The wearables war continues, and the Law of Unintended Consequences seems unbreakable. This one was decided in a US International Trade Commission court, with the judge ruling that the three patents in question “don’t cover ideas eligible for protection” and dismissed the August trial between Fitbit and Jawbone. This is a reversal of fortune for the two competitors as a similar patent challenge to Jawbone was won by Fitbit back in April in the same court. In the new ruling, the judge said that Fitbit “seek(s) a monopoly on the abstract ideas of collecting and monitoring sleep and other health-related data.”
The skirmishing has a deeper context. Jawbone has accused Fitbit of hiring former employees and purloining trade secrets like product design and marketing plans, and alleges that the suits were “brought improperly by Fitbit in an attempt to burden Jawbone with having to defend invalid patents in multiple venues.” Fitbit reportedly has 300 patents, so that is a lot of defending for a company that has issues of its own. Jawbone has struggled in past months with its products, with various (and contradictory) reports indicating it’s exiting the wearable business, working on a new wearable and selling its audio business (which has also been crushed by competition.) Undoubtedly this will continue as Fitbit plans to challenge the ruling. Your Editor suspects that their legal and IP offense/defense activity is a substantial budget line for them. Bloomberg (20 July and April), The Verge
Update: Jawbone is rumored to be up for sale, with reports that they have approached at least one hardware manufacturer about a purchase. Reportedly they missed an August payment to a business partner. Investor BlackRock has marked down their shares, formerly valued at $5.97 a share, to less than a single penny. Since 1999, Jawbone has had funding of over $900 million. 9to5Mac, The Verge Even the much-publicized hiring of high-profile exec Adam Pellegrini from Walgreens to Fitbit to lead digital health has a Jawbone twist, as both the former and latter were partners. MedCityNews
[grow_thumb image=”http://telecareaware.com/wp-content/uploads/2013/09/TROLLS-1992-008.jpg” thumb_width=”150″ /] Those nasty patent trolls
–those (largely) non-practicing entities (NPEs) which buy up patents to license them. Yet most of their revenue stream comes from pouncing on startup and early-stage companies to challenge their patents and systems, extracting la mordida
to avoid further legal action. Now the Federal Trade Commission (FTC)
has moved to curb one egregious practice: deceptive demand letters. The FTC issued an order to MPHJ Technology Investments LLC (MPHJ)
banning its allegedly deceptive letters to companies which MPHJ considered to be infringing on its scanning technology. MPHJ filed first a draft complaint, and now a legal action against the FTC in the US District Court for the Western District of Texas, alleging violations of the First Amendment on free speech. Under US law, ‘deceptive’ may not be good enough–their letters threatening lawsuits must be shown to be ‘objectively baseless.’ The FTC requested dismissal of MPHJ’s suit this past Monday. Their rejoinder: the suit would disrupt its work. National Law Review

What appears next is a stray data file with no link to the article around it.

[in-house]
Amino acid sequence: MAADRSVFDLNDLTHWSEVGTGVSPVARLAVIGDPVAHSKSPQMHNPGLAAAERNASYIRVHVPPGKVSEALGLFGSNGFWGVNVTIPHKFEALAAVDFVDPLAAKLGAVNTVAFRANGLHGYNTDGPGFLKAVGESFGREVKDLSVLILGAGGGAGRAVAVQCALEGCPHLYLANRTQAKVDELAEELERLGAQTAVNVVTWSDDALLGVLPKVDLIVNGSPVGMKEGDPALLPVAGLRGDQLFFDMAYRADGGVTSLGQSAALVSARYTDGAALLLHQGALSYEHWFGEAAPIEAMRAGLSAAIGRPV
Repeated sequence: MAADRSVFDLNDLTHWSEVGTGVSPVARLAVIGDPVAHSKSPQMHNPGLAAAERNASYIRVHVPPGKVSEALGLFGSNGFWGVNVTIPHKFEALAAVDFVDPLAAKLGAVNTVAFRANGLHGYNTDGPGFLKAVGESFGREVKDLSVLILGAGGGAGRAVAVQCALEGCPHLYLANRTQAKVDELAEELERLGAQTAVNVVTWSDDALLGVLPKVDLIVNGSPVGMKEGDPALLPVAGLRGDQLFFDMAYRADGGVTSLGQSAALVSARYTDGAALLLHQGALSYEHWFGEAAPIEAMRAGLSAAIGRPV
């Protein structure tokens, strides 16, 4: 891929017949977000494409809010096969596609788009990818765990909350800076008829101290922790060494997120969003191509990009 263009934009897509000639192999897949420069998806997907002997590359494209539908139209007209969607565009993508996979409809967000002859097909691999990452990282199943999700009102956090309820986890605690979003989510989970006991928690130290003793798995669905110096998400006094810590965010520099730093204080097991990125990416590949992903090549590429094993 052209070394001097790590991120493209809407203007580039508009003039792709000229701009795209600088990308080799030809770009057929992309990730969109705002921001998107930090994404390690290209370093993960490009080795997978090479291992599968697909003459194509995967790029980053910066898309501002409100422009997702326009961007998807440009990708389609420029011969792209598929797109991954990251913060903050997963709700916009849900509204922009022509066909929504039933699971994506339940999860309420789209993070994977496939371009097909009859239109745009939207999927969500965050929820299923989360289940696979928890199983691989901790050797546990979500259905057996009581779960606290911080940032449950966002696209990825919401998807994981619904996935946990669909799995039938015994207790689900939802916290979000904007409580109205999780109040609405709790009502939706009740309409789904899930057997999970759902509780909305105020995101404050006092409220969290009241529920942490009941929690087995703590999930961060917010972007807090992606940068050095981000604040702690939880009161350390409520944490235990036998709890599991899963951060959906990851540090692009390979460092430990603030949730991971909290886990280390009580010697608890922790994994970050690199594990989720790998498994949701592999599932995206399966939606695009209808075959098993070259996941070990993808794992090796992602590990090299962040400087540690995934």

(subscription/Lexis Nexis access required).
Previously in TTA on patent troll strategies and how companies defend themselves: TTA 13 Sep 13, 10 Feb 13. (Also search on ‘patent troll’, ‘MMRGlobal’ and ‘patent infringement’.
[grow_thumb image=”http://telecareaware.com/wp-content/uploads/2013/09/TROLLS-1992-008.jpg” thumb_width=”150″ /]In February and for a few months, this Editor was on a tear about the quaintly dubbed patent trolls
–primarily (but not always) non-practicing entities (NPEs)
which don’t create or market products, but buy up other people’s/companies’ patents and then seek out opportunities to license them. These NPEs target and challenge vulnerable startups and early-stage companies to defend their patents and systems; the suit for royalties, the financial threat, the papers filed, the attorneys called, the money spent and the eventual settlement (or licensing) is in reality just a form of what’s called in Latin America la mordida.
It becomes cheaper to settle than to fight–and the cost can be six or seven figures.
The shots over the bow were in 2012: Bosch’s February lawsuits against Waldo Health, ExpressMD/Authentidate and MedApps (now Alere Connect) [TTA 16 Feb 2012] and then the strange practice of PHR developer/patent accumulator MMRGlobal [TTA 23 Oct 2012] in sending hundreds, perhaps thousands, of letters out to EHR/EMR users to advise them of possible patent violations and demanding licensing. This Editor observed then and during the spring this year that it was only a matter of time that NPEs would pounce on healthcare tech as investment action accelerated. Yet discussions by this Editor with companies in some public venues indicated a certain level of obliviousness to the threat–that there were not enough assets to go after, thus healthcare startups made poor targets–though side conversations with IP specialist attorneys indicated otherwise.
Well, the trolls have reared their fuzzy heads again, uglier than ever, in this drama-laced article in Wired. (more…)